Sharing information with non-desk employees is a challenge in customer service.
These are employees who don't sit at a desk in front of a computer to do their job. They may not even have a set work station and often don't have access to company email. Non-desk employees can work multiple shifts or even at multiple locations, making face-to-face communication difficult.
Here are just a few common examples of non-desk employees:
- Hotel Housekeepers
- Field Technicians
- Parking Attendants
- Security Guards
- Museum Docents
- Retail Associates
It's critical to share vital information with these employees. Here are some ways you can do it.
Two Bedrock Communication Principles
Attention and repetition are two key principles that should guide any employee communication effort.
We are much more likely to notice things that are unusual or capture our attention in some way. Our brains then use repetition to decide what information to keep front and center.
For example, posting a notice on a bulletin board might not capture your employees' attention or get them to remember something important. But employees will be more likely to read and retain what's posted if they know their supervisor will randomly quiz them about it.
This means the best communication strategies have multiple means of communication.
It often starts with conversations between employees and their direct supervisor. Elizabeth Cogswell Baskin, CEO of the internal branding agency Tribe, cautions against relying solely on the manager.
"Cascading information through the managers of non-desk employees is the default communication method in many large companies, but there really needs to be some communication directly from corporate as well. Our national research suggests that non-desk employees see a lack of communication from the top as a lack of respect for their contributions."
Communication Options for Non-Desk Employees
Keeping in mind employees need multiple means of communication, including some messaging straight from corporate, here are some ideas for different options to consider.
Company Newsletter. A professional-looking print newsletter can make a big impact when you have employees working multiple shifts in multiple locations. You can share company news, profile various employees, include messaging from executive leadership, and reinforce customer service concepts. I once edited a newsletter that went out to 4,000+ employees in five states and employees consistently told me they were excited to learn what their colleagues were doing in the parts of the company. The CEO also contributed a regular message which also made an impact.
Team Huddles. This is a short meeting that's often less than 15 minutes long. They are also called pre-shifts, stand-ups, or tailgates because the meetings usually take place daily to brief employees on important messages and discuss any pressing issues. Here's a guide on huddles.
Briefing Sheets. Many event-based businesses create daily briefing sheets for employees. For example, hotel managers often distribute a one-page update with information on where each meeting is located, VIP guests, and other special announcements. Associates use it as a handy job aid to give guests correct and timely information.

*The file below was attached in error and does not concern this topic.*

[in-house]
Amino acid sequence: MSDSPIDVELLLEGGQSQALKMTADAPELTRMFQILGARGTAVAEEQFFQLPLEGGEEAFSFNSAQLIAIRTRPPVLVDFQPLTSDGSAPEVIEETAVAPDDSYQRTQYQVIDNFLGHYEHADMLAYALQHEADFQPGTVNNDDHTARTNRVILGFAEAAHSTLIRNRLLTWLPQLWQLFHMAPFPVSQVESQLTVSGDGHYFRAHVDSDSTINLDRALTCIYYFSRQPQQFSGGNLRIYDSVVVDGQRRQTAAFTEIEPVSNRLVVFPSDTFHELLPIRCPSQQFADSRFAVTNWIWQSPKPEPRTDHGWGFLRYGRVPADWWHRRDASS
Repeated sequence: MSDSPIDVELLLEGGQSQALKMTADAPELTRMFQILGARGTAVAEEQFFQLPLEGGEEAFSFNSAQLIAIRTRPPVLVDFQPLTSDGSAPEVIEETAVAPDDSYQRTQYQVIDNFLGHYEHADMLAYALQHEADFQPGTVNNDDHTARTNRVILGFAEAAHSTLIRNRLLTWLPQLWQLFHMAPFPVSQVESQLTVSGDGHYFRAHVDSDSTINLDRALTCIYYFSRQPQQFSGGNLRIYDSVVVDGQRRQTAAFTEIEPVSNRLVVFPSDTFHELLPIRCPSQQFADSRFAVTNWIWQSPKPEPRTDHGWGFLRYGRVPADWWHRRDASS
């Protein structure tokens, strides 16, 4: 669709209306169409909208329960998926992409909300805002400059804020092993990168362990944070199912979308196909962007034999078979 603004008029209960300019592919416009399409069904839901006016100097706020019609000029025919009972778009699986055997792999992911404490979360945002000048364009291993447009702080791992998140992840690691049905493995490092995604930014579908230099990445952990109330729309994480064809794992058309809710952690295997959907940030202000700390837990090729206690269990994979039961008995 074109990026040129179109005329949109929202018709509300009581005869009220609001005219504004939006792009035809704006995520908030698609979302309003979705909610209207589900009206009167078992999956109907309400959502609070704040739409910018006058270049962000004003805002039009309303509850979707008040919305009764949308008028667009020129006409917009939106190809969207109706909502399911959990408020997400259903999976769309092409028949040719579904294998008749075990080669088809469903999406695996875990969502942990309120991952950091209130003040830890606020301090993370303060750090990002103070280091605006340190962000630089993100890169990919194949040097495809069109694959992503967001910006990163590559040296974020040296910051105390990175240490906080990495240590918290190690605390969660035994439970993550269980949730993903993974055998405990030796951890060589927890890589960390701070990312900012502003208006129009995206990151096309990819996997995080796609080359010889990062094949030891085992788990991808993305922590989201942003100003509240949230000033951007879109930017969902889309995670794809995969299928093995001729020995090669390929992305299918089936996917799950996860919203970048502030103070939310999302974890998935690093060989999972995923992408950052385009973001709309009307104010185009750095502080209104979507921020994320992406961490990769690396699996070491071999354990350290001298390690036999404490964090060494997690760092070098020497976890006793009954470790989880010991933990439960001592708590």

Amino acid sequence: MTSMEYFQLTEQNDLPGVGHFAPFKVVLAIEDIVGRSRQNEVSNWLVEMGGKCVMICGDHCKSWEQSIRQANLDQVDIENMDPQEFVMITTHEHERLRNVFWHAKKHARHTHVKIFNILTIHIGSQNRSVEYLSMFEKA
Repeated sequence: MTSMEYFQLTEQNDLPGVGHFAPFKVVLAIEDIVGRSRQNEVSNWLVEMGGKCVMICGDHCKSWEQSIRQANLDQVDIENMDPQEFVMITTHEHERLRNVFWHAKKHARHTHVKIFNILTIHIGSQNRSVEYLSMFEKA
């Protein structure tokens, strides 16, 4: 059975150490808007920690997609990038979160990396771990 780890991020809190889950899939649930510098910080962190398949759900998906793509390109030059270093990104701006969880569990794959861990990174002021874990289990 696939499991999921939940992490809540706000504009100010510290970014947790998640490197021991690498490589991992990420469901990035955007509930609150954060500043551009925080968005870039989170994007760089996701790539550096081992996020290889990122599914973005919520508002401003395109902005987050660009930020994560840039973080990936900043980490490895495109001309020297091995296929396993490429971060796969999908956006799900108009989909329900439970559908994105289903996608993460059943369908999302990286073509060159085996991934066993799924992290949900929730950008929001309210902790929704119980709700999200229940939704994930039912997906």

One-on-One Conversation. Years ago, I supervised a contact center training team that had two shifts (day and evening) in two locations. I quickly learned the best way to be an effective leader was to regularly spend time on both shifts and in both locations. While it's important to use multiple communication methods, nothing can replace regular one-on-one communication with your direct reports.
Visual Displays. A bulletin board or poster probably won't make an impact by itself, but it can be incredibly valuable when combined with other communication methods. One manager posted secret shopper reports on a bulletin board and then discussed the results with his team in pre-shift huddles.
Sasha is a hospitality executive who is an expert at creating impactful visual displays. She shared these suggestions for creating an impactful display board:
"Look at positioning it next to where team members visually see it daily (ex: by a time clock). The board should have color—a WOW factor but also a serious message. It should be easy to maintain and get changed up. Do not put too much information on the board so it gets lost. One month can have a focus on a specific area and change it up the next. Get your team involved."
There are a host of mobile apps on the market such as Beekeeper and Staffbase that are designed to keep employees in the loop. Employees can install the app on a company or private smartphone and use it to access communication, training, and other resources.
Alexandra Zamolo, Beekeeper's Content Marketing Manager, shared some of the benefits of using a mobile communications platform.
"Beekeeper's mobile solution allows everyone access to real-time news and updates wherever they are and gives them the ability to engage in two-way communication. This centralized digital hub gives employees instant access to countless communication channels to help employee correspondence and workflows run more efficiently, while also connecting to crucial operations tools like payroll and scheduling."
Large retailers and other companies with remote employees often have internal contact centers to handle issues such as payroll, human resources, and IT. Giving employees an app to handle some of those tasks can save a lot of time.
A mobile app can also allow companies to respond faster during an emergency. Sina Lockley, Staffbase's Campaign Manager, shared a story where Adams Land and Cattle used a mobile app to keep employees informed during an ice storm.
Tell Me About Your Experience
If you've managed non-desk employees or have been one yourself, leave a comment or drop me a line and let me know what challenges you faced and how you solved them.